Sunday, December 11, 2016

Notes from a year named Thrive: Holidays

We did our last show of the year yesterday, a one-day holiday event focused on exhibitors and shopping. It was the one that the team felt was the least amount of work, and the one that I felt most comfortable doing.

There's an ebb and flow, a rhythm, to social media for most businesses that isn't the same as the rhythm of this job. It's objectively neither good nor bad—it's just different. Holiday being the busy go-go-go time is something that still feels most natural to me.

I love the holidays. I love peppermint mochas, and Christmas trees lit with lights visible in windows, and the wonder that's imbued when it snows lightly in December. I love the quest for finding a friend's gift within the challenges of a small budget and where I happen to be shopping. I love that many people feel buoyant and prone to being a little bit gentler to strangers.

People both suck the most and the least during December. It's an annual paradox, and I find it as traditionally comforting as carols piped in to most public spaces. It's not everyone's experience of December, but it's mine—and having had to go without it, I know how important it is to my well-being.

I decorate for the holidays every year. Something simple and contained, because until now I lived in shared spaces and not everyone I shared those spaces with had a positive feeling about the holidays. This year I had planned to buy a tree—a small tree. When December arrived and I still hadn't bought the tree, I started having concerns about it for the two weeks that I'm not here. So earlier this week I bought a wreath of fir boughs, after having to walk four blocks to find a cash machine, and then walked home for twenty-five minutes carrying it. (So it's a good thing I didn't get a tree.)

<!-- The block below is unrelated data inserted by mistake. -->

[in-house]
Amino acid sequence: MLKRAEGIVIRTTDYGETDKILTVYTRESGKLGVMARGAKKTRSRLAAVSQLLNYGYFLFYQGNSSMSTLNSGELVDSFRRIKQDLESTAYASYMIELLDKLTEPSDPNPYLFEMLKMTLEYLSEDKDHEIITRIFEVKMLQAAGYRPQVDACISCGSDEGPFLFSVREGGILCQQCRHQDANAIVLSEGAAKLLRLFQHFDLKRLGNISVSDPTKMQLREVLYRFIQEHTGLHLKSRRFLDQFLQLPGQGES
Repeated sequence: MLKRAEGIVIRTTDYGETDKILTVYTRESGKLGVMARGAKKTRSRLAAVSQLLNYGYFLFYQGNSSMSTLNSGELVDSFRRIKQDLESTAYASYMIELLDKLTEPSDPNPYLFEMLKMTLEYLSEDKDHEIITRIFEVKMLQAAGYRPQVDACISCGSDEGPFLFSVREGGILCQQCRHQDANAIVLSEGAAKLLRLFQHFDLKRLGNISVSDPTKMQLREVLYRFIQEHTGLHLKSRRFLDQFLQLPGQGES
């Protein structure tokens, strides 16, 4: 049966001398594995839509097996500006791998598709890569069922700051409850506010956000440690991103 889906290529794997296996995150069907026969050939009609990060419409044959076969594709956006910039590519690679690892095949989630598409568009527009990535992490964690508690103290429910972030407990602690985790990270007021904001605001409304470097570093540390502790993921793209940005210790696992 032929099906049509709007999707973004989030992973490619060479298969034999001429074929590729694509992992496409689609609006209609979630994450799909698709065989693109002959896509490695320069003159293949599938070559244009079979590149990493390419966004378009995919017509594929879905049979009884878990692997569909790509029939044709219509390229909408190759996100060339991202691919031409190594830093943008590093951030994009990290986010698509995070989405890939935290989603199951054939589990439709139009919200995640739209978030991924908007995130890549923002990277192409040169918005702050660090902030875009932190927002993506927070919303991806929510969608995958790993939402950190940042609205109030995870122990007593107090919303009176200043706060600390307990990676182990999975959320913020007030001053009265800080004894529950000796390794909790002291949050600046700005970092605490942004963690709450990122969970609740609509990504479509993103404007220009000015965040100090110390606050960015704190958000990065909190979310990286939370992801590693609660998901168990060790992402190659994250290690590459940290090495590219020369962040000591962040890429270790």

My year first in Toronto, I went to Crate & Barrel (yes, I'm aware of my middle class aspirations) and I bought a not-obviously-Christmas garland. I've hung it various places: across a railing, over a bookshelf, and over the same bookshelf in a different apartment. This year I wrapped it around the wreath, stepped back, and thought oh, that's where that was meant to go.

It felt amazing to, for the first time in years, use something the way it was intended to be used because I have the financial ability and personal agency over my living space. Just a moment, a pause, in the riot and political turmoil of this year to feel accomplished. To feel like I was in the right place and again capable of continuing to find that right space.

When I name a year, I learn something about the word. Last year I learned that kindness is something no one is entitled to—it's a choice that I make. No one can demand it from me, and I can't expect it to be automatically given by others. This year, I am learning that to thrive is to carve out a good space in a bad environment. To find the moments of calm that create stability when the world feels relentlessly chaotic. Success at either of those things varies, but they are good things to learn.

No comments: